Articles

Ruggedization of Imaging Lenses

Imaging lenses used in many industrial machine vision applications have special requirements beyond those of standard imaging lenses. The lenses used in factory automation, robotics, and industrial inspection have to work in specific and demanding environments, which could involve vibrations, shocks, temperature changes, and contaminants. Because of these environmental requirements, new classes of ruggedized lenses are being designed specifically to work in a multitude of different scenarios, therefore creating different types of ruggedization. There are three distinct types of ruggedization available: industrial ruggedization, ingress protection ruggedization, and stability ruggedization.

Posted in: Articles, Cameras, Imaging, Photonics, Imaging, Imaging and visualization, Imaging, Imaging and visualization, Robotics, Vibration, Vibration, Durability, Durability
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Snapshot High-resolution Hyperspectral Imaging

Traditional digital cameras are comprised of an image sensor, typically either a Charge-Coupled Device (CCD), or, more commonly Complementary Metal-Oxide Semiconductor (CMOS). In either case, these devices integrate an array of photodiodes which convert photons to current which is then integrated over time and digitized. The sensing device is agnostic to the wavelength of detected photons, as long as the energy of these photons is sufficient to create electron-hole pairs which can then be separated under an electric field.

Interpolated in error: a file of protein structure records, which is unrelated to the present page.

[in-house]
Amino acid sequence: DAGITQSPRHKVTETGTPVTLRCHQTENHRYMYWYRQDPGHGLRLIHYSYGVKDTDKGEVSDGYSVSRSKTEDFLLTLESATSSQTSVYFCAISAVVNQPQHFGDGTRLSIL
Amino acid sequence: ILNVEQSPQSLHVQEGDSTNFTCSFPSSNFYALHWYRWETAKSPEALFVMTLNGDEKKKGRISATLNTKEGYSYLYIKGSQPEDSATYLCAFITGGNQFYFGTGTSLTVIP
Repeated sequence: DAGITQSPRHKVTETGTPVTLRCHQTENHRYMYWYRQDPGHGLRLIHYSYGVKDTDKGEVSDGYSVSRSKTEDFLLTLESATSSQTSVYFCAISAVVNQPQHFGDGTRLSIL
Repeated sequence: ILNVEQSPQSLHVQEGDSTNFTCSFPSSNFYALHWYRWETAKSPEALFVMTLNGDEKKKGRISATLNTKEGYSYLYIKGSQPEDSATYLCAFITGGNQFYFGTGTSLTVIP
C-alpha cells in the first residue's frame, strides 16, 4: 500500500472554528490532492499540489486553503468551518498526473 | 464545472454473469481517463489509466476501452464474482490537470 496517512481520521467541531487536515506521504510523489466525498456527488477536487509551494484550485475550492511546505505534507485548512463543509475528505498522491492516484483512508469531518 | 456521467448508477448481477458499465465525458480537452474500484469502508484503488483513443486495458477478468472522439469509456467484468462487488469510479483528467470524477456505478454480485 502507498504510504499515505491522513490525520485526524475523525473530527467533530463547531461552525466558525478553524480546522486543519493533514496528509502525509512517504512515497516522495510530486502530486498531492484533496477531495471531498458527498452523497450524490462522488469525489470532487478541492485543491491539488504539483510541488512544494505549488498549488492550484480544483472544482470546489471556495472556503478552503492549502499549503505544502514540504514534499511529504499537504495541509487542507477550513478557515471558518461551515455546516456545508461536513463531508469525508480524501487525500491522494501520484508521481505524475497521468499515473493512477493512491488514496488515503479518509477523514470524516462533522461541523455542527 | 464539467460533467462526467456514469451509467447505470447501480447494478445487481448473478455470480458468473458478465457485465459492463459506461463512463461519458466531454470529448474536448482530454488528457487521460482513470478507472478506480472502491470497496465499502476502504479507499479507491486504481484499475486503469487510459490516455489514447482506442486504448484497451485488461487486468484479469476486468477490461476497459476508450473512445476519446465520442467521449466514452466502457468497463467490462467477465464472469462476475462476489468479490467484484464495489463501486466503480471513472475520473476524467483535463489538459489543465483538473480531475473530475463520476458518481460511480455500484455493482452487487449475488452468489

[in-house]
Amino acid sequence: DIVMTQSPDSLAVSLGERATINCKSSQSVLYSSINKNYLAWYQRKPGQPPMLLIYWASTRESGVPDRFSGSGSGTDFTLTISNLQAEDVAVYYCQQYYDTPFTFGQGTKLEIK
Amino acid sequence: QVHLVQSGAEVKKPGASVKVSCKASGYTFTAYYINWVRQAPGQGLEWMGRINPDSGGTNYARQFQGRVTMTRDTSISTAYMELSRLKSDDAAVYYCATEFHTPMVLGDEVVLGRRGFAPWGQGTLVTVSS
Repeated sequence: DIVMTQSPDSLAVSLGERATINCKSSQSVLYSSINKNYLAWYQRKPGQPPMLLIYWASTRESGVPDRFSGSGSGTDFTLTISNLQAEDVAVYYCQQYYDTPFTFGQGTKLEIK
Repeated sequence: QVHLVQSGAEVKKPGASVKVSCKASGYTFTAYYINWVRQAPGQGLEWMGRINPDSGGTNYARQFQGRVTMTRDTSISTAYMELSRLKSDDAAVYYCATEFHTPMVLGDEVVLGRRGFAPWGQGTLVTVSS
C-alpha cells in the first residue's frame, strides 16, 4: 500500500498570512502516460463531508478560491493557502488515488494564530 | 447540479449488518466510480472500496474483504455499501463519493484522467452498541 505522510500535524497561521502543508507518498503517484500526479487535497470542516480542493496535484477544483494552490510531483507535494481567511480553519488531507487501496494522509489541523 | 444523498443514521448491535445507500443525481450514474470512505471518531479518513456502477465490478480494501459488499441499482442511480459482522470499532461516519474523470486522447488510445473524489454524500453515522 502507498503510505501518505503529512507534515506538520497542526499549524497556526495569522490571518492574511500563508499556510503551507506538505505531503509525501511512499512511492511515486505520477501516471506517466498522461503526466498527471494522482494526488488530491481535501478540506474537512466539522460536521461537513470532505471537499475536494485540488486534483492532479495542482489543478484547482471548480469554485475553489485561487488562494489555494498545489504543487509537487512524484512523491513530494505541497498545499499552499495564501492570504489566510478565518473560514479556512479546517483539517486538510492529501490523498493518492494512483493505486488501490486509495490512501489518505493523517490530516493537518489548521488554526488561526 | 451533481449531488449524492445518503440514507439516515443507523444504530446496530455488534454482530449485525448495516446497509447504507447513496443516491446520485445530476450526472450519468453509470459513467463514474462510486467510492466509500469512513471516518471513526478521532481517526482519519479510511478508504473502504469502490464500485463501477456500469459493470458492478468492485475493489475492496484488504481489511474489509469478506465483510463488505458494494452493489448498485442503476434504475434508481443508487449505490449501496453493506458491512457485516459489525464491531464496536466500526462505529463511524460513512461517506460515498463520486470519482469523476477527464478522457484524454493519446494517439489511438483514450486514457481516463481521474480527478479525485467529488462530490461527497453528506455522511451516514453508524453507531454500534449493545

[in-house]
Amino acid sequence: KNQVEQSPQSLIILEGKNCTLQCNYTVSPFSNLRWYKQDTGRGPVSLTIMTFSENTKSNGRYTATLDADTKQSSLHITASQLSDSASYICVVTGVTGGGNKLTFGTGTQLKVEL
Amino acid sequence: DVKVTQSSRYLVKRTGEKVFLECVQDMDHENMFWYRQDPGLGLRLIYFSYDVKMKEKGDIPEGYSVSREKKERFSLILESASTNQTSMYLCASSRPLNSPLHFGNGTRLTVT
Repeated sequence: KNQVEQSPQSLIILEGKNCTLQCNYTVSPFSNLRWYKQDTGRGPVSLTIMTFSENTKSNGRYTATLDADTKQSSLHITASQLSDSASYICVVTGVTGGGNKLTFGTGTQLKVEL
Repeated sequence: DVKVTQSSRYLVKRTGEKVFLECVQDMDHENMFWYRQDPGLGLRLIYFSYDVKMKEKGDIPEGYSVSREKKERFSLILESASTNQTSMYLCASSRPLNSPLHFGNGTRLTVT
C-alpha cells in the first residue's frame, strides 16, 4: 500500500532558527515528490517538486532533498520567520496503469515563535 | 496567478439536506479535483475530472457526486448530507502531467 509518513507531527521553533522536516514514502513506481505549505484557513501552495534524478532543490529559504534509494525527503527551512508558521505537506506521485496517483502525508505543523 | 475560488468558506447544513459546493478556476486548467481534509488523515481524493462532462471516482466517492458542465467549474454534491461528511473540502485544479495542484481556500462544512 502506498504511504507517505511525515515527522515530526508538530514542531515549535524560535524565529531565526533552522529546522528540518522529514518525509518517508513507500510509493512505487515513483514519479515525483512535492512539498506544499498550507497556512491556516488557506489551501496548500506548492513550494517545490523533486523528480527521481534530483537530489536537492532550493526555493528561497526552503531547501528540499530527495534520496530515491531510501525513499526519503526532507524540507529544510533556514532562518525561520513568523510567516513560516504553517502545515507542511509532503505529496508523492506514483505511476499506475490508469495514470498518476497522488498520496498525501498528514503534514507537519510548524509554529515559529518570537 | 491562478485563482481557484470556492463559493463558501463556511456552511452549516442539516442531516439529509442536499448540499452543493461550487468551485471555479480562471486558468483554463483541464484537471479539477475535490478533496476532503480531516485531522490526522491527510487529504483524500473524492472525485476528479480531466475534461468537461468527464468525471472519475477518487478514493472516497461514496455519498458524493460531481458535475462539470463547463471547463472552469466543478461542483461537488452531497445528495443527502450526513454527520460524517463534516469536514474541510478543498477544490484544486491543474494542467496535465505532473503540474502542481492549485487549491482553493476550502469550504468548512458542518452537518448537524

Posted in: Articles, Imaging, Photonics, Architecture, Charge coupled devices, Imaging, Imaging and visualization, Integrated circuits, Sensors and actuators, Architecture, Charge coupled devices, Imaging, Imaging and visualization, Integrated circuits, Sensors and actuators
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Chip-Scale Device ‘Fine-Tunes’ Wireless Communications

Achip-scale optical device, developed by a team from the University of Sydney’s Australian Institute for Nanoscale Science and Technology (AINST), achieves radio frequency signal control at sub-nanosecond time scales. The photonics breakthrough has the potential to provide broader bandwidth instantaneously to more users.

Posted in: Articles, Cameras, Imaging, Photonics, Internet, Optics, Radio equipment, Wireless communication systems, Internet, Optics, Radio equipment, Wireless communication systems
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Round Lens. Square Pixels. Accurate Images. Really?

Alens is cylindrical. It captures light in a circular plane for collection onto a rectangular digital sensor plane. This collection of photons is then transformed into electricity by smaller square pixels. Just how do these disparate shapes work together to provide usable images?

Posted in: Articles, Cameras, Imaging, Photonics, Imaging, Imaging and visualization, Sensors and actuators, Imaging, Imaging and visualization, Sensors and actuators
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Drones Spot Gas Leaks From the Sky

As part of a project to improve energy pipeline industry safety, a JPL-developed miniature methane sensor is flight tested on a small unmanned aerial system. (Credit: University of California, Merced)